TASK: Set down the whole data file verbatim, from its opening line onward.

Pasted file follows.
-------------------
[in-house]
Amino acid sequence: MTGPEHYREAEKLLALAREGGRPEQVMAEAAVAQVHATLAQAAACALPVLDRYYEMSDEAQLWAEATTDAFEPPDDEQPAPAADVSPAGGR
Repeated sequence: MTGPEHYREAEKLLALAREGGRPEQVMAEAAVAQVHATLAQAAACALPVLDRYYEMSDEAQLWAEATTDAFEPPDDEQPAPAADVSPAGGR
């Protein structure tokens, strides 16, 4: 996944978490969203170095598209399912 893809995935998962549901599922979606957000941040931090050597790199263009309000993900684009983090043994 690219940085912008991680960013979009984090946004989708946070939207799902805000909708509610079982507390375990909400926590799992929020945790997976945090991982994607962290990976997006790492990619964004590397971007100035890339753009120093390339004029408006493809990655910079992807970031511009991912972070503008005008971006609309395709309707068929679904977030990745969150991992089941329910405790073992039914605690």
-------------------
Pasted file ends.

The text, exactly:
[in-house]
Amino acid sequence: MTGPEHYREAEKLLALAREGGRPEQVMAEAAVAQVHATLAQAAACALPVLDRYYEMSDEAQLWAEATTDAFEPPDDEQPAPAADVSPAGGR
Repeated sequence: MTGPEHYREAEKLLALAREGGRPEQVMAEAAVAQVHATLAQAAACALPVLDRYYEMSDEAQLWAEATTDAFEPPDDEQPAPAADVSPAGGR
């Protein structure tokens, strides 16, 4: 996944978490969203170095598209399912 893809995935998962549901599922979606957000941040931090050597790199263009309000993900684009983090043994 690219940085912008991680960013979009984090946004989708946070939207799902805000909708509610079982507390375990909400926590799992929020945790997976945090991982994607962290990976997006790492990619964004590397971007100035890339753009120093390339004029408006493809990655910079992807970031511009991912972070503008005008971006609309395709309707068929679904977030990745969150991992089941329910405790073992039914605690």